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-   -   Double boot system (XP and Etch) and grub (http://www.linuxquestions.org/questions/linux-newbie-8/double-boot-system-xp-and-etch-and-grub-594931/)

fof3 10-26-2007 11:09 PM

Double boot system (XP and Etch) and grub
 
I have Etch on a SATA drive.
I want to install XP on another SATA drive.
From past experience with Windows it wants to take priority; and to install the MBR on its drive.
Do I need to set Master and Slave settings?
How do I use grub to get Etch re-recognized? -- I was once told to use, for example, the first disc of an Etch install; get to the point where it wants to partition; doa Alt-Ctrl-F3 to get into a BusyBox console; see what is mounted with 'mount'; make a directory called 'target'; mount the partition that seems to contain the Etch boot directory; and then do 'grub'.
Does any of that make sense; or is there a better way?

larkl 10-27-2007 06:42 AM

I don't understand the busybox stuff (?), but I can tell you that I've had the best luck installing windows to the master, THEN moving this drive to the slave (changing the jumpers or whatever you have to do with SATA). Then install linux distro on the (new) master. If you're lucky it'll set up grub correctly. Since you already have a working linux, and if I understand that XP is not installed, I think you need to remove the linux drive and install XP on the master. My experience is the same - Windows will overwrite the MBR on the master drive. After windows is done, move it to the slave and get grub set up manually.

bigrigdriver 10-27-2007 07:38 AM

Unplug the computer and open the box. Unplug the drive with Etch installed on it. Set the jumper on the second drive to Master.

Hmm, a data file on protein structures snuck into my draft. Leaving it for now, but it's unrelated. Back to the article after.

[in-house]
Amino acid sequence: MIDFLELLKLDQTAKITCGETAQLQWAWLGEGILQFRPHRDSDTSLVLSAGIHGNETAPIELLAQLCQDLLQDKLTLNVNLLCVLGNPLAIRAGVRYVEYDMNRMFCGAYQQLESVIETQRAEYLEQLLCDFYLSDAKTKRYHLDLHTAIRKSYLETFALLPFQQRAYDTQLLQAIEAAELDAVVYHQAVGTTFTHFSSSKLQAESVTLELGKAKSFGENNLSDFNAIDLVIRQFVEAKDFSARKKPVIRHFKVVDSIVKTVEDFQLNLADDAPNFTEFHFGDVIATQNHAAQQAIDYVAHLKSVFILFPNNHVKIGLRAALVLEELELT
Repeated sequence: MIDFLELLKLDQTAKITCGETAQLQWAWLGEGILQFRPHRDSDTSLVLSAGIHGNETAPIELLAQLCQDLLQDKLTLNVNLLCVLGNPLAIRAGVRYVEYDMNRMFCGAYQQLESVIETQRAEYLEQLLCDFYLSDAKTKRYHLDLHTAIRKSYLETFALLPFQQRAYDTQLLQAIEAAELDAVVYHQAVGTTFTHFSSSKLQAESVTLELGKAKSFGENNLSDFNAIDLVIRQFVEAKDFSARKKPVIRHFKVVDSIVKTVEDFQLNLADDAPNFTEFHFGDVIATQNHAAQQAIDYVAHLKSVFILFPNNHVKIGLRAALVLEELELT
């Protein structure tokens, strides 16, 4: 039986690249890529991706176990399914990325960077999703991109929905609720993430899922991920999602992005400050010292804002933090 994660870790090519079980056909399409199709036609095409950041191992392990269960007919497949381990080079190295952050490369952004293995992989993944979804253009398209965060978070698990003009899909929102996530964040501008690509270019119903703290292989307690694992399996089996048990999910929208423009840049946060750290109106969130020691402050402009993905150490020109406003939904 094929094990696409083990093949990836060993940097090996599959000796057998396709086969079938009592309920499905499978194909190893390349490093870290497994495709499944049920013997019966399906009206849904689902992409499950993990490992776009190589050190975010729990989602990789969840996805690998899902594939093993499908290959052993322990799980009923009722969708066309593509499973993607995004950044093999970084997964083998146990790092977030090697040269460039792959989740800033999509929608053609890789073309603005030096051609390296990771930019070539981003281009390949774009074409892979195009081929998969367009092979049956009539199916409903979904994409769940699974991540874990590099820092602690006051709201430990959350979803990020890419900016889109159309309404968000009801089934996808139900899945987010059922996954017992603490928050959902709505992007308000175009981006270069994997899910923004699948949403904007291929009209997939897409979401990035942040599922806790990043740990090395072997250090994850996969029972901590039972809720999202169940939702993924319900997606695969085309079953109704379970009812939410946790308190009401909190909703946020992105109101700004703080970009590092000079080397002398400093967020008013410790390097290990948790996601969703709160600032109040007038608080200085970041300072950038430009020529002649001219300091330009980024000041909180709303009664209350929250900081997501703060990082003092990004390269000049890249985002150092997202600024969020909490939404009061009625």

Plug everything in and power up. Immediately go into the BIOS. Set the boot order to: cd/dvd drive first, and the hard drive second.

Set the CMOS settings to show the hard drive as Primary Master (the BIOS won't see the Etch drive because it's disconnected).

Put the windows install cd in the drive, save the BIOS settings and exit. The windows install cd should boot up.

Install windows, writing the bootloader to the MBR of the new drive. Once installation is complete and windows boots properly, shutdown and open the box again.

Reconnect the Etch drive, setting the jumper to Primary Master. Set the jumper on the windows drive to Primary Slave.

Power up and go into the BIOS again. Set the boot order to cd/dvd drive first, Etch drive second, windows third. Set the CMOS to show Etch as Primary Master and windows an Primary Slave. Save and exit.

Boot process continues, and you should see the grub menu with only Etch as an option to boot.

When Etch is up and running, edit the grub config file to add an entry for windows.

title Windows XP
root (hd1,0)
map (hd0) (hd1)
map (hd1) (hd0)
makeactive
chainloader +1

Save and exit. Now reboot and satisfy yourself that windows is in the grub menu, and that you can boot windows my selecting it from the menu and pressing <enter>.

fof3 10-27-2007 07:46 PM

Following your instructions I got a dual boot system on my daughter's machine. Thank You.
However, I never get past a light blue screen on Windows; and in the BIOS set-up I can't change anything; with only a "View only" message???


/boot/grub/menu.list

title Debian GNU/Linux, kernel 2.6.18-5-686
root (hd0,0)
kernel /boot/vmlinuz-2.6.18-5-686 root=/dev/sda1 ro
initrd /boot/initrd.img-2.6.18-5-686
savedefault

title Debian GNU/Linux, kernel 2.6.18-5-686 (single-user mode)
root (hd0,0)
kernel /boot/vmlinuz-2.6.18-5-686 root=/dev/sda1 ro single
initrd /boot/initrd.img-2.6.18-5-686
savedefault

title Debian GNU/Linux, kernel 2.6.18-4-686
root (hd0,0)
kernel /boot/vmlinuz-2.6.18-4-686 root=/dev/sda1 ro
initrd /boot/initrd.img-2.6.18-4-686
savedefault

title Debian GNU/Linux, kernel 2.6.18-4-686 (single-user mode)
root (hd0,0)
kernel /boot/vmlinuz-2.6.18-4-686 root=/dev/sda1 ro single
initrd /boot/initrd.img-2.6.18-4-686
savedefault

title Windows XP
root (hd1,0)
map (hd0) (hd1)
map (hd1) (hd0)
makeactive
chainloader +1